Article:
Global Programs

Breaking into the smallholder seed market: Lessons learned from the Mozambique SEEDS project

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The SEEDs project promoted the marketing and distribution of seed not as a specialized product but as a household necessity in rural communities. [photo: Fintrac]
During its implementation over two agricultural campaigns between 2015 and 2017, the Smallholder Effective Extension Driven Success (SEEDS) project‚ÄĒimplemented by NCBA CLUSA with financing from the U.S. Agency for International Development (USAID)-funded Partnering for Innovation program‚ÄĒsupported two private sector firms to develop agrodealer networks using NCBA CLUSA’s Community Based Service Provider (CBSP) model in the Manica, Zambezia and Nampula provinces of Mozambique.

CBSPs are rural entrepreneurs who purchase seed from seed companies for resale in their own communities, thus bridging the gap between seed/input suppliers and smallholder farmers and reducing the high distribution costs involved in making products available to Bottom of the Pyramid (BOP) consumers.

The aim of this project was to support both firms in profitably breaking into the smallholder seeds markets in northern and central Mozambique through the development of their own CBSP sales and distribution systems, and to support them in selling certified seed to at least 12,000 smallholder farmers.

Although by no means the first agrodealer-related initiative in Mozambique, SEEDS was innovative in its approach and methodology and has paved the way for future agrodealer-based interventions. The project promoted the marketing and distribution of seed not as a specialized product but as a household necessity in rural communities. Furthermore, the project drew from an existing network of rural microenterprises, resulting in the establishment of a seed distribution network unaffected by seasonality. Seed is sold along with other product lines that small shop owners are already profitably trading in their communities.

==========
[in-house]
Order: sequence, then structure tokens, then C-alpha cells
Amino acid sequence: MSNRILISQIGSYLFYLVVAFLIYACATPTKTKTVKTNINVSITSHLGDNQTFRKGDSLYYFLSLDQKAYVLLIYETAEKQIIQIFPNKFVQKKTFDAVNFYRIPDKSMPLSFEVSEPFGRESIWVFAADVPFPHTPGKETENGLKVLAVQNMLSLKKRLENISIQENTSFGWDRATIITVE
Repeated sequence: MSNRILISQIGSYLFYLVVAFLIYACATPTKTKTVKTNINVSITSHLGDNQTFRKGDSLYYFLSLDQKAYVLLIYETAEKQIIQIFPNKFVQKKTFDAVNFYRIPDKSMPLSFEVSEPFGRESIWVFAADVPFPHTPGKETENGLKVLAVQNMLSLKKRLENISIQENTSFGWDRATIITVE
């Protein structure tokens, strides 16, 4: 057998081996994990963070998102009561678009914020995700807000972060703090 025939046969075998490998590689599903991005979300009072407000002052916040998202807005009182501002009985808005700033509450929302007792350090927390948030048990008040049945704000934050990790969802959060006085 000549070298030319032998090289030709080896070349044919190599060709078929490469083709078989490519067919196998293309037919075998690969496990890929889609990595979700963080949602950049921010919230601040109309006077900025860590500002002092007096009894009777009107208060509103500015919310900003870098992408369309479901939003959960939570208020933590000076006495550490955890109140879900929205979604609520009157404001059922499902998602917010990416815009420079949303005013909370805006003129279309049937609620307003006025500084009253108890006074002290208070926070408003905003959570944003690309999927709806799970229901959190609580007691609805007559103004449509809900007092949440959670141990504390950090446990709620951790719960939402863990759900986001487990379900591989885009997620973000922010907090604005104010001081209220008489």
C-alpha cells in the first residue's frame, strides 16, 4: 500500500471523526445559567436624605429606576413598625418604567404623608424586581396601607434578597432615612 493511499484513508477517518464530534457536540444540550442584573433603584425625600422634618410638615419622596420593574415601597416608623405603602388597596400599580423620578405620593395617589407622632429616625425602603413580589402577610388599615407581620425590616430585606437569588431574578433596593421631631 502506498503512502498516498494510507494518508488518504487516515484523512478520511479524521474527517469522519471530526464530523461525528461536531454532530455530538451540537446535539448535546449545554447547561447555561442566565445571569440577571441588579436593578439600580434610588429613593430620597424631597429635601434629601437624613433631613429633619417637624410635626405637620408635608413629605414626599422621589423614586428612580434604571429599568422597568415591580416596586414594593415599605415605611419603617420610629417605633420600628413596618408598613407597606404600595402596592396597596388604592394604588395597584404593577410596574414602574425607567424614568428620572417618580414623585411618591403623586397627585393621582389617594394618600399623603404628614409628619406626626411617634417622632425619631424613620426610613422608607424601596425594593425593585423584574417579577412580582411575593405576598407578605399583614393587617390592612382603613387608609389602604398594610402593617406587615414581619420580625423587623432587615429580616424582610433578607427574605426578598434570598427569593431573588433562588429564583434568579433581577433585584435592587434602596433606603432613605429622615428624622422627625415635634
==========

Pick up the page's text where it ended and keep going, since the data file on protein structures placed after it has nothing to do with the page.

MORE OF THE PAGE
The project found that farmers will invest in buying certified seed, if two critical elements are addressed: distribution and demonstration.

The project found that farmers will invest in buying certified seed, if two critical elements are addressed: distribution and demonstration. Unlike many other interventions, the SEEDS project tackled both of these simultaneously. Distribution was addressed through smart incentives that bought down the risk for the private sector to establish hub-and-spoke networks, while demonstration was tackled by CBSPs doubling as Lead Farmers managing their own demonstration fields, or by establishing small demonstration plots beside their stores. The project also found that supported rural entrepreneurs viewed seed sales as a viable business and were eager to engage in commercial relationships with private sector input suppliers.

Learn more about this project and similar initiatives in Feed the Future’s Partnership for Innovation’s report, Bringing Seeds to Market: A Study of Partnerships Commercializing Seed Technologies in the Smallholder Farmer Market.

‚ÄĒThis article was first published by USAID’s Marketlinks blog.¬†

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